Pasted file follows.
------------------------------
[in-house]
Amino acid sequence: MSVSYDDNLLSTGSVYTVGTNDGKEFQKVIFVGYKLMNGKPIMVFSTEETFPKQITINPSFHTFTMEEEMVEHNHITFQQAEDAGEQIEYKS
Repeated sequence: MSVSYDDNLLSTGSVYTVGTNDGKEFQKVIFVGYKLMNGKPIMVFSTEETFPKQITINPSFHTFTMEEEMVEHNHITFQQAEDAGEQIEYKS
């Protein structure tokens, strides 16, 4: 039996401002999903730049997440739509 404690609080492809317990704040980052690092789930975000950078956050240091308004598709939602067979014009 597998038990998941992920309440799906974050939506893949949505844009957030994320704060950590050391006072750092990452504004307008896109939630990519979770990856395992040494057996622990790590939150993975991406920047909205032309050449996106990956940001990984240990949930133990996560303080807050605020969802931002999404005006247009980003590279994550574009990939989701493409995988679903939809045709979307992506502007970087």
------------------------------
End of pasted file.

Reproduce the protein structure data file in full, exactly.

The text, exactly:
[in-house]
Amino acid sequence: MSVSYDDNLLSTGSVYTVGTNDGKEFQKVIFVGYKLMNGKPIMVFSTEETFPKQITINPSFHTFTMEEEMVEHNHITFQQAEDAGEQIEYKS
Repeated sequence: MSVSYDDNLLSTGSVYTVGTNDGKEFQKVIFVGYKLMNGKPIMVFSTEETFPKQITINPSFHTFTMEEEMVEHNHITFQQAEDAGEQIEYKS
């Protein structure tokens, strides 16, 4: 039996401002999903730049997440739509 404690609080492809317990704040980052690092789930975000950078956050240091308004598709939602067979014009 597998038990998941992920309440799906974050939506893949949505844009957030994320704060950590050391006072750092990452504004307008896109939630990519979770990856395992040494057996622990790590939150993975991406920047909205032309050449996106990956940001990984240990949930133990996560303080807050605020969802931002999404005006247009980003590279994550574009990939989701493409995988679903939809045709979307992506502007970087």